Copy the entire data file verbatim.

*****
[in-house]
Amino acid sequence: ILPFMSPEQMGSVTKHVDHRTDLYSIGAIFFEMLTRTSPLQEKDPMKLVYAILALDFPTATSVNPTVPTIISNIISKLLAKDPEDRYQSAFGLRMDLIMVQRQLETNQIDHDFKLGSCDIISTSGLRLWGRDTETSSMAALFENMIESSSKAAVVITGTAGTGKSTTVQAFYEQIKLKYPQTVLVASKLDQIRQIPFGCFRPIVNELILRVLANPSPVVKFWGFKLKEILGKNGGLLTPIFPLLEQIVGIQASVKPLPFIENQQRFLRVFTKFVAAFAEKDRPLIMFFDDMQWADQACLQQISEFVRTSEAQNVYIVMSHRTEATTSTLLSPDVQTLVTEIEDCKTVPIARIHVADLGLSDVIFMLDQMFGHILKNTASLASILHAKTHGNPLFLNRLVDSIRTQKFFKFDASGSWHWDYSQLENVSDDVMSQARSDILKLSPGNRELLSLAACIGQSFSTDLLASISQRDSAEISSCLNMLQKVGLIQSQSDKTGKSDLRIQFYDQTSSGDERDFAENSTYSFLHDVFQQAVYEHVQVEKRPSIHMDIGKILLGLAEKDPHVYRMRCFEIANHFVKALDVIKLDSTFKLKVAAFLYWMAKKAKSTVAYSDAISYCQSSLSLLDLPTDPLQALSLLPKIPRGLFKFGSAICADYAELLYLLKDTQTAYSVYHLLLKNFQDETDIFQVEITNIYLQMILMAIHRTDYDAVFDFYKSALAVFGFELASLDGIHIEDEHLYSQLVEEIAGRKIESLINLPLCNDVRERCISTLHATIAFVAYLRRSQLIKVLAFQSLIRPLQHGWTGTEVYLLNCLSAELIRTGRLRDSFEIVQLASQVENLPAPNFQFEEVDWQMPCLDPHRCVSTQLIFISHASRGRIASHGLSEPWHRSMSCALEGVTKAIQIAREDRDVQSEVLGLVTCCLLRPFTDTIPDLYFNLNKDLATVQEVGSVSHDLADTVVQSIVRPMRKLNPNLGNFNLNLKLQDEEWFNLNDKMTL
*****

[in-house]
Amino acid sequence: ILPFMSPEQMGSVTKHVDHRTDLYSIGAIFFEMLTRTSPLQEKDPMKLVYAILALDFPTATSVNPTVPTIISNIISKLLAKDPEDRYQSAFGLRMDLIMVQRQLETNQIDHDFKLGSCDIISTSGLRLWGRDTETSSMAALFENMIESSSKAAVVITGTAGTGKSTTVQAFYEQIKLKYPQTVLVASKLDQIRQIPFGCFRPIVNELILRVLANPSPVVKFWGFKLKEILGKNGGLLTPIFPLLEQIVGIQASVKPLPFIENQQRFLRVFTKFVAAFAEKDRPLIMFFDDMQWADQACLQQISEFVRTSEAQNVYIVMSHRTEATTSTLLSPDVQTLVTEIEDCKTVPIARIHVADLGLSDVIFMLDQMFGHILKNTASLASILHAKTHGNPLFLNRLVDSIRTQKFFKFDASGSWHWDYSQLENVSDDVMSQARSDILKLSPGNRELLSLAACIGQSFSTDLLASISQRDSAEISSCLNMLQKVGLIQSQSDKTGKSDLRIQFYDQTSSGDERDFAENSTYSFLHDVFQQAVYEHVQVEKRPSIHMDIGKILLGLAEKDPHVYRMRCFEIANHFVKALDVIKLDSTFKLKVAAFLYWMAKKAKSTVAYSDAISYCQSSLSLLDLPTDPLQALSLLPKIPRGLFKFGSAICADYAELLYLLKDTQTAYSVYHLLLKNFQDETDIFQVEITNIYLQMILMAIHRTDYDAVFDFYKSALAVFGFELASLDGIHIEDEHLYSQLVEEIAGRKIESLINLPLCNDVRERCISTLHATIAFVAYLRRSQLIKVLAFQSLIRPLQHGWTGTEVYLLNCLSAELIRTGRLRDSFEIVQLASQVENLPAPNFQFEEVDWQMPCLDPHRCVSTQLIFISHASRGRIASHGLSEPWHRSMSCALEGVTKAIQIAREDRDVQSEVLGLVTCCLLRPFTDTIPDLYFNLNKDLATVQEVGSVSHDLADTVVQSIVRPMRKLNPNLGNFNLNLKLQDEEWFNLNDKMTL